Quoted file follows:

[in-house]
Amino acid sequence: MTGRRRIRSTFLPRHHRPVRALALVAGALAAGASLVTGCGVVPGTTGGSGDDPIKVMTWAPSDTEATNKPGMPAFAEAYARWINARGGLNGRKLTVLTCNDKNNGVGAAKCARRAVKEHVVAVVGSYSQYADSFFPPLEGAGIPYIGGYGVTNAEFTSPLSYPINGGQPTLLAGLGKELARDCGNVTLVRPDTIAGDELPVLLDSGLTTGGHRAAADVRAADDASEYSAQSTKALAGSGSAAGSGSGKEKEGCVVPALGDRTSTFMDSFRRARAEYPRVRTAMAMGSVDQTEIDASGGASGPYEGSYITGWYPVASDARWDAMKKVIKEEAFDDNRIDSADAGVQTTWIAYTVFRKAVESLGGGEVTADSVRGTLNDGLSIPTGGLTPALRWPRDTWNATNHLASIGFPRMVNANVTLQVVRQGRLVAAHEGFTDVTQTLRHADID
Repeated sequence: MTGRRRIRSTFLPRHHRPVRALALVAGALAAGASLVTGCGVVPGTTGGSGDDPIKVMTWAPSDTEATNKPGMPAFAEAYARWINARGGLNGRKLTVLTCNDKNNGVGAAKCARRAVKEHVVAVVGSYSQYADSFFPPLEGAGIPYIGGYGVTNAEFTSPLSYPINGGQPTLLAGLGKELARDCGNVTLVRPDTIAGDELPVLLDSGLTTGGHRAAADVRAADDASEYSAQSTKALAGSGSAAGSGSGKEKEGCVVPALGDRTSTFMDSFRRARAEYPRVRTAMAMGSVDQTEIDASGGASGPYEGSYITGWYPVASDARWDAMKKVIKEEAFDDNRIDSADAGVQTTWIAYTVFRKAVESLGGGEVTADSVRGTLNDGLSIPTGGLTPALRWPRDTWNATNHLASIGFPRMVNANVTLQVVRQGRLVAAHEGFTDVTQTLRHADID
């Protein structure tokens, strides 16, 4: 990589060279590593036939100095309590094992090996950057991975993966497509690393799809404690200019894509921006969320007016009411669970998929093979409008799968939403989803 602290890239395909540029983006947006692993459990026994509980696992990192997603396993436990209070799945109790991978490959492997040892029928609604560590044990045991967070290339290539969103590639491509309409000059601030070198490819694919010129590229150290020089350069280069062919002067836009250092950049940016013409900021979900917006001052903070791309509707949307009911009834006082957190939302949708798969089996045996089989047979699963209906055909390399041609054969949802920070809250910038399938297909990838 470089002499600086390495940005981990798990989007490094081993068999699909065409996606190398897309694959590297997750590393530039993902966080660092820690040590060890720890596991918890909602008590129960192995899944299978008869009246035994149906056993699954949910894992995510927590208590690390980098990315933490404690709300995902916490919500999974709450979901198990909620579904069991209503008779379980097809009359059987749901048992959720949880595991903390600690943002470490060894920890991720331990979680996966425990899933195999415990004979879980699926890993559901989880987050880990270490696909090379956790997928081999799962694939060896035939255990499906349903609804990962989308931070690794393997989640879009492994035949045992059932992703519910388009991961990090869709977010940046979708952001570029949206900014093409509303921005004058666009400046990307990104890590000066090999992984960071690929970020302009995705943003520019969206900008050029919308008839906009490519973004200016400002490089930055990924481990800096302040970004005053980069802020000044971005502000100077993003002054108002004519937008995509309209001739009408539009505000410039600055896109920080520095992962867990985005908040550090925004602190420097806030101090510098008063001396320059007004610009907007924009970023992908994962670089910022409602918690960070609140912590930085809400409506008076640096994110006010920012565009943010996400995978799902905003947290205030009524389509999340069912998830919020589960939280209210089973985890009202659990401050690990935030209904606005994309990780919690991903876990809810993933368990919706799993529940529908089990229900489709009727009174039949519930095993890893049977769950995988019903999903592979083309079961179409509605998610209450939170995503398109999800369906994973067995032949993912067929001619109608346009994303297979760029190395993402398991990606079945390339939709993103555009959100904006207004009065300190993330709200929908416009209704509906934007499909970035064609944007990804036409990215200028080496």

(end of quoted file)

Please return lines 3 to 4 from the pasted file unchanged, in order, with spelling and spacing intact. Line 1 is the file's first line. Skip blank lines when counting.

Repeated sequence: MTGRRRIRSTFLPRHHRPVRALALVAGALAAGASLVTGCGVVPGTTGGSGDDPIKVMTWAPSDTEATNKPGMPAFAEAYARWINARGGLNGRKLTVLTCNDKNNGVGAAKCARRAVKEHVVAVVGSYSQYADSFFPPLEGAGIPYIGGYGVTNAEFTSPLSYPINGGQPTLLAGLGKELARDCGNVTLVRPDTIAGDELPVLLDSGLTTGGHRAAADVRAADDASEYSAQSTKALAGSGSAAGSGSGKEKEGCVVPALGDRTSTFMDSFRRARAEYPRVRTAMAMGSVDQTEIDASGGASGPYEGSYITGWYPVASDARWDAMKKVIKEEAFDDNRIDSADAGVQTTWIAYTVFRKAVESLGGGEVTADSVRGTLNDGLSIPTGGLTPALRWPRDTWNATNHLASIGFPRMVNANVTLQVVRQGRLVAAHEGFTDVTQTLRHADID
């Protein structure tokens, strides 16, 4: 990589060279590593036939100095309590094992090996950057991975993966497509690393799809404690200019894509921006969320007016009411669970998929093979409008799968939403989803 602290890239395909540029983006947006692993459990026994509980696992990192997603396993436990209070799945109790991978490959492997040892029928609604560590044990045991967070290339290539969103590639491509309409000059601030070198490819694919010129590229150290020089350069280069062919002067836009250092950049940016013409900021979900917006001052903070791309509707949307009911009834006082957190939302949708798969089996045996089989047979699963209906055909390399041609054969949802920070809250910038399938297909990838 470089002499600086390495940005981990798990989007490094081993068999699909065409996606190398897309694959590297997750590393530039993902966080660092820690040590060890720890596991918890909602008590129960192995899944299978008869009246035994149906056993699954949910894992995510927590208590690390980098990315933490404690709300995902916490919500999974709450979901198990909620579904069991209503008779379980097809009359059987749901048992959720949880595991903390600690943002470490060894920890991720331990979680996966425990899933195999415990004979879980699926890993559901989880987050880990270490696909090379956790997928081999799962694939060896035939255990499906349903609804990962989308931070690794393997989640879009492994035949045992059932992703519910388009991961990090869709977010940046979708952001570029949206900014093409509303921005004058666009400046990307990104890590000066090999992984960071690929970020302009995705943003520019969206900008050029919308008839906009490519973004200016400002490089930055990924481990800096302040970004005053980069802020000044971005502000100077993003002054108002004519937008995509309209001739009408539009505000410039600055896109920080520095992962867990985005908040550090925004602190420097806030101090510098008063001396320059007004610009907007924009970023992908994962670089910022409602918690960070609140912590930085809400409506008076640096994110006010920012565009943010996400995978799902905003947290205030009524389509999340069912998830919020589960939280209210089973985890009202659990401050690990935030209904606005994309990780919690991903876990809810993933368990919706799993529940529908089990229900489709009727009174039949519930095993890893049977769950995988019903999903592979083309079961179409509605998610209450939170995503398109999800369906994973067995032949993912067929001619109608346009994303297979760029190395993402398991990606079945390339939709993103555009959100904006207004009065300190993330709200929908416009209704509906934007499909970035064609944007990804036409990215200028080496």